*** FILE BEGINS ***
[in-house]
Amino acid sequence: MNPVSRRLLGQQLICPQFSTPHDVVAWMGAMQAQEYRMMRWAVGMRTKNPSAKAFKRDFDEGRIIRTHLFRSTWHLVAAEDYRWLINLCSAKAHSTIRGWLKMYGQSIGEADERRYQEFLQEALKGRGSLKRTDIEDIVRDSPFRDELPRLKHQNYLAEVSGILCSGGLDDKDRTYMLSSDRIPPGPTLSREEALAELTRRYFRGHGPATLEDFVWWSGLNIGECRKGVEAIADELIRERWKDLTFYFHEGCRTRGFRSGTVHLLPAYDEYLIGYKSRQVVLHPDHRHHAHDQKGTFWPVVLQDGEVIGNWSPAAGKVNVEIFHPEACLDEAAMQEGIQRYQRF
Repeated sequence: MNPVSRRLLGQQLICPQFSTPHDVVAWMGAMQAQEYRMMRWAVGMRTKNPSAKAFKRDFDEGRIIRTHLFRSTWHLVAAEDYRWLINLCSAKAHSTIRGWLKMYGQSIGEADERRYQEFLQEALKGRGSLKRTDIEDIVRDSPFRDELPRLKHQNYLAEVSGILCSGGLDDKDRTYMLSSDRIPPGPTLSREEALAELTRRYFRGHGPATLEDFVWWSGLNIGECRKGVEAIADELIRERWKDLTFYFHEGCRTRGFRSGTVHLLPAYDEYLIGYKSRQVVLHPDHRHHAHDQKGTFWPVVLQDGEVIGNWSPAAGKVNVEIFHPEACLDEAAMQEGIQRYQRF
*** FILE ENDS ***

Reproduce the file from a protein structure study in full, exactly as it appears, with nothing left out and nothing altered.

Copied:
[in-house]
Amino acid sequence: MNPVSRRLLGQQLICPQFSTPHDVVAWMGAMQAQEYRMMRWAVGMRTKNPSAKAFKRDFDEGRIIRTHLFRSTWHLVAAEDYRWLINLCSAKAHSTIRGWLKMYGQSIGEADERRYQEFLQEALKGRGSLKRTDIEDIVRDSPFRDELPRLKHQNYLAEVSGILCSGGLDDKDRTYMLSSDRIPPGPTLSREEALAELTRRYFRGHGPATLEDFVWWSGLNIGECRKGVEAIADELIRERWKDLTFYFHEGCRTRGFRSGTVHLLPAYDEYLIGYKSRQVVLHPDHRHHAHDQKGTFWPVVLQDGEVIGNWSPAAGKVNVEIFHPEACLDEAAMQEGIQRYQRF
Repeated sequence: MNPVSRRLLGQQLICPQFSTPHDVVAWMGAMQAQEYRMMRWAVGMRTKNPSAKAFKRDFDEGRIIRTHLFRSTWHLVAAEDYRWLINLCSAKAHSTIRGWLKMYGQSIGEADERRYQEFLQEALKGRGSLKRTDIEDIVRDSPFRDELPRLKHQNYLAEVSGILCSGGLDDKDRTYMLSSDRIPPGPTLSREEALAELTRRYFRGHGPATLEDFVWWSGLNIGECRKGVEAIADELIRERWKDLTFYFHEGCRTRGFRSGTVHLLPAYDEYLIGYKSRQVVLHPDHRHHAHDQKGTFWPVVLQDGEVIGNWSPAAGKVNVEIFHPEACLDEAAMQEGIQRYQRF